Four: Make sure you are eating correctly — fuel your workouts
No amount of exercise will help if you are not eating the right foods consistently. Plan your meals with protein, fat, veggies and carbs. But don’t follow my lead in giving up those healthy carbs. It’s not the food that’s the problem; it’s always the amount you eat and the quality of the food. Nothing will help us put on more weight than eating the wrong foods. The scary fact is, those added calories have a way of creeping up behind you and then unexpectedly showing up on your ass (or your abdomen). So, do your body justice and treat it well by eating a diet filled with unprocessed natural, healthy, and whole foods — and feel free to indulge in a cheat meal every so often.
Five: Do you need cardio? Do you have extra body fat stores?
Most people do cardio because they think they should, since bodybuilders do cardio in the mornings and evenings. And they seem to look pretty shredded in the process. If you are already lean, then perhaps skip it. Why not focus on your weight training, and do the brisk walking I mentioned above? There isn’t a point in doing something you don’t need if it’s only for a backup to help you eat the wrong foods. If you are overweight, please don’t go nuts here.
Instead, take it slow with cardio; you can put in that extra effort as you become stronger and much fitter. Last but not least, in light of getting leaner, I can’t stress enough just how important diet is. If your diet is not in line with your goals, it will hinder your progress — or not allow it to move the needle toward weight loss.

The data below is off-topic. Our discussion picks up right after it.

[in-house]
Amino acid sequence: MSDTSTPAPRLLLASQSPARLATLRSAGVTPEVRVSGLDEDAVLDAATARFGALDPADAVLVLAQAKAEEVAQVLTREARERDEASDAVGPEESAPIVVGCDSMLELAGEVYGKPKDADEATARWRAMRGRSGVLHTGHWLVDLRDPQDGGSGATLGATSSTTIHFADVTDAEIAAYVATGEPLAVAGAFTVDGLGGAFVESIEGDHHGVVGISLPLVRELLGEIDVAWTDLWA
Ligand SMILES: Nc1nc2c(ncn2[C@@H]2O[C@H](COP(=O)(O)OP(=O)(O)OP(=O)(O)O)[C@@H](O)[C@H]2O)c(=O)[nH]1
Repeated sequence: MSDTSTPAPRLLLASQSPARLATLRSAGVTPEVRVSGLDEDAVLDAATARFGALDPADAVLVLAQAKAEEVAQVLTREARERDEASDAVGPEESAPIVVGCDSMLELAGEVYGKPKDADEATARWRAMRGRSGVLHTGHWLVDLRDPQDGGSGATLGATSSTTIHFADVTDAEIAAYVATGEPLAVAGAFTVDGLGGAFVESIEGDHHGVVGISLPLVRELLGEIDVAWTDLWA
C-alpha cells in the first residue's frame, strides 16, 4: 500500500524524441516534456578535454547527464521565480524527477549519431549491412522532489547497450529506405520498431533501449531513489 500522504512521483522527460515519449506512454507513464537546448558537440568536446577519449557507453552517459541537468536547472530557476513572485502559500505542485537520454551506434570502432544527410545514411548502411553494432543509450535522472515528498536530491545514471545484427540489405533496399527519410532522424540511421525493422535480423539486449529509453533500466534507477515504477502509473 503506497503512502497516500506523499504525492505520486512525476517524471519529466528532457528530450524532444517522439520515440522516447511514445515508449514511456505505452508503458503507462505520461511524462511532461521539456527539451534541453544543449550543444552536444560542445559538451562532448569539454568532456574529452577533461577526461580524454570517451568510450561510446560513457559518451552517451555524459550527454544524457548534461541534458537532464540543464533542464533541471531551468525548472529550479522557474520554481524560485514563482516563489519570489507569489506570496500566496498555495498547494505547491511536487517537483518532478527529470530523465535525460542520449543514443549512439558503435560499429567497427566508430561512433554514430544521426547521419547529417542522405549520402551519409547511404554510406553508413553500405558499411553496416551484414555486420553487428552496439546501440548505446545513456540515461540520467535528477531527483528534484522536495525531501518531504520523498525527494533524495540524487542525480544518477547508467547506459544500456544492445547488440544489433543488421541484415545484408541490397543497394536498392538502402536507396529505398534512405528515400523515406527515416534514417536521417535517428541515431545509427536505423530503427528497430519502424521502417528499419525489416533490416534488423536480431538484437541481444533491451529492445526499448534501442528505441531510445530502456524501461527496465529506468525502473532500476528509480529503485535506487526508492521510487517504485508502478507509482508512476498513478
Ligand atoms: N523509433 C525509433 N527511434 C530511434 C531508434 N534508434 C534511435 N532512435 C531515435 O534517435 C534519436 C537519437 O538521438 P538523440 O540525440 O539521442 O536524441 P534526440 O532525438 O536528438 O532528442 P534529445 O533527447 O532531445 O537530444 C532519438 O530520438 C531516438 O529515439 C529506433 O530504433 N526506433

Test different strategies as a self-experiment, then tweak them as you go along. That’s how I’ve discovered what works for my body. Trial and error all the way — and unfortunately, it’s been a lot more ‘error’ based than most people — due to stubbornness!
Six: Try different forms of cardio; don’t stick with one all the time
Maybe you might indulge in some HIIT and focus on high-intensity circuit training on another occasion. Since I started to weight train again, I’ve enjoyed strong-man training between my regular weight sessions.
A strong man consists of kettlebells, a sledge, and a medicine ball. You can buy most of these items for your home and create some convenient home workout sessions. If you are breathless and working up a sweat — it’s working! Keep it up.
When you swap and alter your cardio, you’ll get better results + and you won’t be so bored and make an effort to increase your efforts at each stage. Our bodies tend to adapt and stop responding to the same stimulus. Prevent that from happening by always throwing your body into a bit of unknown territory. It’s the best way to keep getting results.
Key take away
I won’t ever give up cardio, but I will not be in a position to overtrain; since I had my hysterectomy, I resorted to a lot of power walking, and today, I deadlifted (a very lightweight, mind you) for the first time in a VERY long time! I did miss my weight training a lot.
It’s the only exercise that has reshaped my body and kept me in great shape.
At 43, I’m scrutinising my food choices and putting weight training on the higher list of importance.
I no longer allow myself to be driven by doing too much cardio — just the leisurely walk as much as possible, as this is mainly for my mental health rather than a leaning-up strategy.
Your goals will change as your body does, so keep an open mind and have fun with training. You don’t have to do the same thing; you are on the right track as long as your body changes. Enjoy your path because the finish line is a long time coming, because you will always grow and develop your goals.